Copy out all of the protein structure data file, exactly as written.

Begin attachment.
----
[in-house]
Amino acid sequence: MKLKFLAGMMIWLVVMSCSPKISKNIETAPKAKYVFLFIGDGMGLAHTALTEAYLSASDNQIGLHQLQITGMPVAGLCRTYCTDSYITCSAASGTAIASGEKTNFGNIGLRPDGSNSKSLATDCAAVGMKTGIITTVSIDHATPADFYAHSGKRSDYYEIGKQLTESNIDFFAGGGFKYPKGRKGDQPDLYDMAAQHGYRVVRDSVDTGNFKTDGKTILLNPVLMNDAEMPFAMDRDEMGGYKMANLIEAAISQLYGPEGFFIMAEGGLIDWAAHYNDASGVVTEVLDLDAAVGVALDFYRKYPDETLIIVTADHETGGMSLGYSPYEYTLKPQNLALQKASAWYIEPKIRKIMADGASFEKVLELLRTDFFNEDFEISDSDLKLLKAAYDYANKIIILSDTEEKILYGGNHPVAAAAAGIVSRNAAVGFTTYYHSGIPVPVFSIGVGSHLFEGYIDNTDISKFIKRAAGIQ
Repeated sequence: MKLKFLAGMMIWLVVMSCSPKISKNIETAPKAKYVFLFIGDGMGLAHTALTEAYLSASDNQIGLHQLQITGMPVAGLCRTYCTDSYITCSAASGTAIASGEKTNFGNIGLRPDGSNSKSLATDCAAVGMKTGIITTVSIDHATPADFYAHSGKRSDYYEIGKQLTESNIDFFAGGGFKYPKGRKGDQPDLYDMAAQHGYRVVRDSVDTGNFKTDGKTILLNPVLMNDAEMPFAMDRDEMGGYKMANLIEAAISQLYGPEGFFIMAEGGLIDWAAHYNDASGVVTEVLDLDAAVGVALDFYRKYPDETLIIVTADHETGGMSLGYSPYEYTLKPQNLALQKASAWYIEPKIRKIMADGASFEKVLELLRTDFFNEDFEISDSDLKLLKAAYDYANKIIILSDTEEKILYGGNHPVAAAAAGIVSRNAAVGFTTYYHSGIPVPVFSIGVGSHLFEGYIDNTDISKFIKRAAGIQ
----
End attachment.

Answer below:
[in-house]
Amino acid sequence: MKLKFLAGMMIWLVVMSCSPKISKNIETAPKAKYVFLFIGDGMGLAHTALTEAYLSASDNQIGLHQLQITGMPVAGLCRTYCTDSYITCSAASGTAIASGEKTNFGNIGLRPDGSNSKSLATDCAAVGMKTGIITTVSIDHATPADFYAHSGKRSDYYEIGKQLTESNIDFFAGGGFKYPKGRKGDQPDLYDMAAQHGYRVVRDSVDTGNFKTDGKTILLNPVLMNDAEMPFAMDRDEMGGYKMANLIEAAISQLYGPEGFFIMAEGGLIDWAAHYNDASGVVTEVLDLDAAVGVALDFYRKYPDETLIIVTADHETGGMSLGYSPYEYTLKPQNLALQKASAWYIEPKIRKIMADGASFEKVLELLRTDFFNEDFEISDSDLKLLKAAYDYANKIIILSDTEEKILYGGNHPVAAAAAGIVSRNAAVGFTTYYHSGIPVPVFSIGVGSHLFEGYIDNTDISKFIKRAAGIQ
Repeated sequence: MKLKFLAGMMIWLVVMSCSPKISKNIETAPKAKYVFLFIGDGMGLAHTALTEAYLSASDNQIGLHQLQITGMPVAGLCRTYCTDSYITCSAASGTAIASGEKTNFGNIGLRPDGSNSKSLATDCAAVGMKTGIITTVSIDHATPADFYAHSGKRSDYYEIGKQLTESNIDFFAGGGFKYPKGRKGDQPDLYDMAAQHGYRVVRDSVDTGNFKTDGKTILLNPVLMNDAEMPFAMDRDEMGGYKMANLIEAAISQLYGPEGFFIMAEGGLIDWAAHYNDASGVVTEVLDLDAAVGVALDFYRKYPDETLIIVTADHETGGMSLGYSPYEYTLKPQNLALQKASAWYIEPKIRKIMADGASFEKVLELLRTDFFNEDFEISDSDLKLLKAAYDYANKIIILSDTEEKILYGGNHPVAAAAAGIVSRNAAVGFTTYYHSGIPVPVFSIGVGSHLFEGYIDNTDISKFIKRAAGIQ